The End of the Info Age

Abstract: This article is based on DonParagon's Vision of the Future. The article wonders what assets back up the trade in money, investments, loans and derivatives. The article concludes that it is information that now makes up most wealth in the business world. But how solid is information as an ultimate back-up of asset values? As information becomes more easy to access, prices for information will come down. The so-called Information Age will come to an end, not because of a renaissance of physical assets, but because the Information Age reflects cultural values of the past, such as assets, ownership and theft. In future, 'theft' will simply become less attractive, because it will become ever cheaper to obtain information, while one's name and reputation will become more important. As falling prices for information will decrease its asset value, creativity will emerge not so much as the dominant source of wealth, but as the determining factor in prosperity. The article concludes that, in future, people will not be valued for their possessions, nor for what they have to sell, but for what they can create.


A. Wealth's changing Shape

In the old days, wealth was measured in things such as the cattle one possessed and in the size of the land one owned. But as trade and industry made the city wealthy, many moved to the city to become rich living on a small block of land.

Progressive income taxes have disguised the extent of these changes; tax revenues on trade profits that were made in the city, were not only re-invested in urban roads, electrical grids and sewage systems, hospitals, ports and railway networks. Eventually, utilities such as the electrical grid, postal and telecommunication networks, and infrastructure such as roads and commuter railways reached out far beyond the city centre.

At first, only the poor lived in the outer suburbs and factories and railway stations were planned specifically for poor neighbourhoods. Gradually, more shops andresidents moved out of the city centres creating a suburban culture of shopping malls and cul-de-sacs. Since 1976, all population growth in Sydney and Melbourne has been in the outer suburbs and the city centres have lost population, while two-third of businesses are now based in outer and middle suburbs. Australia's major capital cities have long lost their appeal; statistics show that the capitals had a net migration loss over the past decade, in Sydney's case a drop of 138,700 between 1986 and 1991.

Other changes in culture are linked to the changes over the past decades in the things people do, i.e. activities such as work, education, eating habits and leisure activities. Many more people now find work in services than in manufacturing; education is no longer training in manual skills, but transfer of knowledge. On-going gains in efficiency and globalisation of trade have driven down the cost of living as measured in the price of consumer goods and of services such as eating out in restaurants, building a house or renting a car. Watching TV has become the number one leisure activity for all age groups.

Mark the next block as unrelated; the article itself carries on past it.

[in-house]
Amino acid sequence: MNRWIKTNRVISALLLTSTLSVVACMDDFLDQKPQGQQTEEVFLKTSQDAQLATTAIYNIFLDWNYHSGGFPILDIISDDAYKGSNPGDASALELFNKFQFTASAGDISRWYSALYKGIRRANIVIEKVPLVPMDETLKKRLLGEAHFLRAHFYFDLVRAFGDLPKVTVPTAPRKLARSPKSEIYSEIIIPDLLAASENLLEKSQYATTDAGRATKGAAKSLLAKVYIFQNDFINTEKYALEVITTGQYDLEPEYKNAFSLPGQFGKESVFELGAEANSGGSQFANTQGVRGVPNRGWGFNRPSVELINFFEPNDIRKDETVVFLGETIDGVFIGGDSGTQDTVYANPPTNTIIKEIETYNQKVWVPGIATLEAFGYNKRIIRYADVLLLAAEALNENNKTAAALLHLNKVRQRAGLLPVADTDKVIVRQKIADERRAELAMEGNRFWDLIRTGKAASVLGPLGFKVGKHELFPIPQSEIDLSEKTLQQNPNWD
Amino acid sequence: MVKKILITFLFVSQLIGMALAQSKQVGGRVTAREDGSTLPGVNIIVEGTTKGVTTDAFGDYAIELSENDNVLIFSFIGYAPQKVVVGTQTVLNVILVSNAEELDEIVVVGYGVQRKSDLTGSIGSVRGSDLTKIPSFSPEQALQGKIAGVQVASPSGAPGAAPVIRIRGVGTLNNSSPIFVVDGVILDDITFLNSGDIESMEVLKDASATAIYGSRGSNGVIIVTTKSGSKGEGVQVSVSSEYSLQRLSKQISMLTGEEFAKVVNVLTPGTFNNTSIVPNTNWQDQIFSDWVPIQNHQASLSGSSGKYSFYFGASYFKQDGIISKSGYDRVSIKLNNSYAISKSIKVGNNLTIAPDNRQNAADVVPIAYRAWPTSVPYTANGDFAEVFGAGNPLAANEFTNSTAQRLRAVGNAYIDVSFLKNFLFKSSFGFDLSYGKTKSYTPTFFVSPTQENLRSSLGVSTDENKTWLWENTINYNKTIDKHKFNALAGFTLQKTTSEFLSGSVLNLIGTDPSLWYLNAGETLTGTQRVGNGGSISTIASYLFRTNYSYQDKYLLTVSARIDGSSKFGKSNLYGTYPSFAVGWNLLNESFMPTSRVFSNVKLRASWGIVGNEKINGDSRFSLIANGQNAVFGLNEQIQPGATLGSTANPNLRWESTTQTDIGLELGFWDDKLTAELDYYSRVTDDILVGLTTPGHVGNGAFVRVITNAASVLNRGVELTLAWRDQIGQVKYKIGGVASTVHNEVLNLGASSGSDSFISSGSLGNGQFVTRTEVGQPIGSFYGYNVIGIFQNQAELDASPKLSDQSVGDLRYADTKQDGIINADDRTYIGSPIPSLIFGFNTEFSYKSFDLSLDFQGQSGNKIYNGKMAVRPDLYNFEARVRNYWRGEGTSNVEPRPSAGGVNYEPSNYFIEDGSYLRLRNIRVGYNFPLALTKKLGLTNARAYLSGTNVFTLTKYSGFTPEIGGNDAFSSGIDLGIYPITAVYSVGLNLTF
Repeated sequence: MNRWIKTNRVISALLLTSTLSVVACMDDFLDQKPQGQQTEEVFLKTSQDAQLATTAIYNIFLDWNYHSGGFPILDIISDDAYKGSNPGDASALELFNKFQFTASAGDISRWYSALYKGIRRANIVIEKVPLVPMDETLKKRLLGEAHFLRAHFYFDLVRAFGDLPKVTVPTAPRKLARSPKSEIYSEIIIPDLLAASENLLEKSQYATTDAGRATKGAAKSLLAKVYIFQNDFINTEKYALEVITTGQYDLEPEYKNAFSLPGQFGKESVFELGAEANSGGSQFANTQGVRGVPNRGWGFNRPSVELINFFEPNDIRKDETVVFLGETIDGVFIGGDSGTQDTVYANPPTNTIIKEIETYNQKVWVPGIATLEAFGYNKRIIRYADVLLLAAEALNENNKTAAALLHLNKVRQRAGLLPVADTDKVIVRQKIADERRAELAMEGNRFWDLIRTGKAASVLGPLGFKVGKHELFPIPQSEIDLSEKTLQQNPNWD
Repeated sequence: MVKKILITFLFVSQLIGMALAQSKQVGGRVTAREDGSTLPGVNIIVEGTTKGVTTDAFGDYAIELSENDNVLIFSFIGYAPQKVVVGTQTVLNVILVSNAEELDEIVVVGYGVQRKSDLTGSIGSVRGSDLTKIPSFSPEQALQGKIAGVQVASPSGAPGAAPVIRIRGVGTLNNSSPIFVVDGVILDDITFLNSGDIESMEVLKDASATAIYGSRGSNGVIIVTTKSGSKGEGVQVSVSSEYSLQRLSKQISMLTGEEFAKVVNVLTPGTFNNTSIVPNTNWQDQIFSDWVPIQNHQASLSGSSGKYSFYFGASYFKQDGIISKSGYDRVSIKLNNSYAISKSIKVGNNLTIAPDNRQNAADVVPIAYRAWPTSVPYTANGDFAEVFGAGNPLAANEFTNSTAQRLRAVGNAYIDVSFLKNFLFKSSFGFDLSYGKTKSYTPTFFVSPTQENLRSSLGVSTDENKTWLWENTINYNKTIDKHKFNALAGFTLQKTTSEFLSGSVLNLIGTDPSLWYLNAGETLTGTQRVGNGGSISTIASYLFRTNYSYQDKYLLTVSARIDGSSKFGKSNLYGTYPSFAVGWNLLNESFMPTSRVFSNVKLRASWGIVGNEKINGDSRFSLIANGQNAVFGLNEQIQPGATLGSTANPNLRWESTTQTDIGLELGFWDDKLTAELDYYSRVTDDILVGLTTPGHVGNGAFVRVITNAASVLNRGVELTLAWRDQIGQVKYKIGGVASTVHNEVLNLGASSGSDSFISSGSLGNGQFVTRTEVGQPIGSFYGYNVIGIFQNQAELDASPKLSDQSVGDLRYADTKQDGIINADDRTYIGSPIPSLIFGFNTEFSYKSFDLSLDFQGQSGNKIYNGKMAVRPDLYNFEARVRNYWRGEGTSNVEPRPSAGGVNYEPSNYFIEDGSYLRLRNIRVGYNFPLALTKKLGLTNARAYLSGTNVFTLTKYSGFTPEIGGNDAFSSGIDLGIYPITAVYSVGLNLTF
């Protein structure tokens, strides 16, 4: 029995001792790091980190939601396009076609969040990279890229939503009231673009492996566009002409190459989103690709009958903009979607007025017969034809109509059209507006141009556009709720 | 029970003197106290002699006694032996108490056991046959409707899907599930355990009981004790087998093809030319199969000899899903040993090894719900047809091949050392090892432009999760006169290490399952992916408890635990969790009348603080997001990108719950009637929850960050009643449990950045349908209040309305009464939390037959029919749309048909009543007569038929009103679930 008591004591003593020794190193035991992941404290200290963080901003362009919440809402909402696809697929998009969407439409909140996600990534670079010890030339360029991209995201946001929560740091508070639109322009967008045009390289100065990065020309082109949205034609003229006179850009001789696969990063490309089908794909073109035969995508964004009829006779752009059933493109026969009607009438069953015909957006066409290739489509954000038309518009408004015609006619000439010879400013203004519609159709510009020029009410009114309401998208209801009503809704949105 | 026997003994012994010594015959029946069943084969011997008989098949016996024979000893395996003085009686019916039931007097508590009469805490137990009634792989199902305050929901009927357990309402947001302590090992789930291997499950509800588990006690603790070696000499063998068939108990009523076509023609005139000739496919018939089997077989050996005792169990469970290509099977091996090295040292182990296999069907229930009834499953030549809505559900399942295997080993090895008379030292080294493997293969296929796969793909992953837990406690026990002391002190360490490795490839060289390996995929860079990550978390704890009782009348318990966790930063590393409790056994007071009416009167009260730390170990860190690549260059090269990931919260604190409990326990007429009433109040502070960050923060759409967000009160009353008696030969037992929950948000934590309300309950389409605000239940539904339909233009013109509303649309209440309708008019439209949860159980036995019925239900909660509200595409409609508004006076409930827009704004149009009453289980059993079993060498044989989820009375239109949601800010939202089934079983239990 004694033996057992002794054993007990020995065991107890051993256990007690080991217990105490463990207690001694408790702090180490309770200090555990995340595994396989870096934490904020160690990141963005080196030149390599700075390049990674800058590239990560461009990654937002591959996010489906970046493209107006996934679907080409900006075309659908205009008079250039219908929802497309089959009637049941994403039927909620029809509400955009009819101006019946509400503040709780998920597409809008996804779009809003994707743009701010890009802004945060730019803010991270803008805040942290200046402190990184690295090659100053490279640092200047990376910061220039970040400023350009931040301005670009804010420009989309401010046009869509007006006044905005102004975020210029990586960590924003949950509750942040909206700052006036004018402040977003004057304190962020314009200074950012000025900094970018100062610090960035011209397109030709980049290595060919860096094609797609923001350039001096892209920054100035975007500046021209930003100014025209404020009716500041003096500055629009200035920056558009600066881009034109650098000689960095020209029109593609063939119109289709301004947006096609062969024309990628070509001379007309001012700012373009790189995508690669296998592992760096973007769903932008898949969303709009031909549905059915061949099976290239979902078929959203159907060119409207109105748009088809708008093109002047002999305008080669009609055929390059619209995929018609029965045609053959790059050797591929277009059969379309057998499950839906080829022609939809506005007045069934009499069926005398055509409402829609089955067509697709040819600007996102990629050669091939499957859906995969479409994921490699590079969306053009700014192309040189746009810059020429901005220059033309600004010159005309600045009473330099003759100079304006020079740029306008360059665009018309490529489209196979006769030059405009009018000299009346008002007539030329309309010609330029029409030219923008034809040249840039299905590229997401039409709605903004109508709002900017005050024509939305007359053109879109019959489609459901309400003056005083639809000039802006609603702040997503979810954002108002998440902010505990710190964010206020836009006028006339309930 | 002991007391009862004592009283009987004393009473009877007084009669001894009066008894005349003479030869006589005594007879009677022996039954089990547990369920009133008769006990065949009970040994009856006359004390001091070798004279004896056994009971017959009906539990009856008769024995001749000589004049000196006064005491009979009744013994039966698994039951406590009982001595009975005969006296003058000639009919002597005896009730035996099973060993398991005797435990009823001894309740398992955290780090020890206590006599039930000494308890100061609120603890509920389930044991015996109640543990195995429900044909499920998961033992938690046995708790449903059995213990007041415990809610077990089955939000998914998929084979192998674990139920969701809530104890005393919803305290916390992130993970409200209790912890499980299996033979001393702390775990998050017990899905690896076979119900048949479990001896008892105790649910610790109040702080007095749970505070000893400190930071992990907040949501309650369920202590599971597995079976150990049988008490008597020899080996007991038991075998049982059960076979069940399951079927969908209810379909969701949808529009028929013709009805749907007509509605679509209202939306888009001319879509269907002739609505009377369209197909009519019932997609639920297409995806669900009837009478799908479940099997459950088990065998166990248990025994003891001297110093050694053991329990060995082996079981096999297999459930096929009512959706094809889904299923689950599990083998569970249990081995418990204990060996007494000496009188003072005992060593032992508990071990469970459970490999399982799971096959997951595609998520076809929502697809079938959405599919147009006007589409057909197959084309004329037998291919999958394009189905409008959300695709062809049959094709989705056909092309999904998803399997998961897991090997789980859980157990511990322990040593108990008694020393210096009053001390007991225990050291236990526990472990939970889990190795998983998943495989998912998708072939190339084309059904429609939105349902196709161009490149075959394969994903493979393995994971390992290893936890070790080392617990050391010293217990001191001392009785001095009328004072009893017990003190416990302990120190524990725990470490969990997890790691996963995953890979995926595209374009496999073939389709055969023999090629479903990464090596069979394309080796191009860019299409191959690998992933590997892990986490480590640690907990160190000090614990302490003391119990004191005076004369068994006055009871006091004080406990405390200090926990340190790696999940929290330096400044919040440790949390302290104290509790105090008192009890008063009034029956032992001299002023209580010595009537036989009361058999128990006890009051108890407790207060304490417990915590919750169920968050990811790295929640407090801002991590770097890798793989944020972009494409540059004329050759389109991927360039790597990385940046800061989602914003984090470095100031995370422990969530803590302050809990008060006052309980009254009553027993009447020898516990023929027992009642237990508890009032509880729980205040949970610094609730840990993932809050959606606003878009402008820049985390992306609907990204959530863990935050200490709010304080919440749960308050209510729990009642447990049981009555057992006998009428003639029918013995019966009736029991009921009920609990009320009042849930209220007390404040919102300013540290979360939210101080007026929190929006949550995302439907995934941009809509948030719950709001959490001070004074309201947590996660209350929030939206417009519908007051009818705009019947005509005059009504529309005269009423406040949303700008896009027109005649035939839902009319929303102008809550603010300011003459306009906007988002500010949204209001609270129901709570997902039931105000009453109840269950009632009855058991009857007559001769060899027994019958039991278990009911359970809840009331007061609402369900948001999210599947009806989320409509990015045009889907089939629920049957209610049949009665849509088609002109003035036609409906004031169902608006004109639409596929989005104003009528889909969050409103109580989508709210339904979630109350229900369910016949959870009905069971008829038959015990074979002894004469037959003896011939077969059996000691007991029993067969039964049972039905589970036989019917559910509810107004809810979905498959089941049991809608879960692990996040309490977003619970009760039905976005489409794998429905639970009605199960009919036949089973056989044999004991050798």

In a global trend, wealth is no longer determined by geographics. Global competition in production of and trade in commodities means that owning land for its resources gives a company little advantage in trade. Many have come to realize that wealth is represented not by real estate, but by information. Wealth is now expressed in letters and numbers on contracts, shares and investments such as superannuation funds; wealth is now expressed as data in the computors of banks and other organizations. This is what many call the Information Age or Information Society.

B. Wealth is Information

Many people have problems accepting the cultural values associated with the Information Age. They look back with nostalgia to the family values of the past, to the order and discipline, and the respect for authority that characterised the cultures of the past.

Today, currency swaps alone represent a total value that is worth many times the total value of goods traried on the global market. Net daily currency trading is now estimated to add up to a staggering $US 1.3 trillion. Together, the central banks of industrial nations barely hold half that amount in foreign reserves. Many wonder how so much money can be in circulation, when values of land, cattle and commodities and prices of consumer goods only seem to go down; they wonder what the assets are that back up the gigantic value represented by all this money, shares, debts, loans, insurance and superannuation policies and derivatives.

The answer of today's Information Society is: information. Many companies will say that their most valuable assets are stored in filing cabinets and computers; they are a company's contracts with clients, its marketing expertise, the knowledge built up by key staff members, its licences and its designs, patents, trademarks and other 'intellectual property'.

The dominance of information as the source of wealth seems unchallenged. Yet, control of information-based assets requires enforcement of out-of date cultural values. As long as the wealth constituted by information is based on exclusive ownership of such information, this exclusivity is in turn based on laws that can prohibit access to 'intellectual property'. And this in turn depends on the Government's ability and willingness to enforce such laws.

C. The End of the Info Age

Exclusive control by a single owner was the cornerstone of the law in many cultures. And in an effort to preserve the cultural values associated with ownership, the Government typically enforces the same type of ownership rights on information, as it has done on real estate and other physical items. But information has a different nature than such physical items. Information can be copied and taken elsewhere undetected, while the original remains untouched. Information can be encrypted and sent over computer networks to multiple destinations all over the world in a matter of seconds.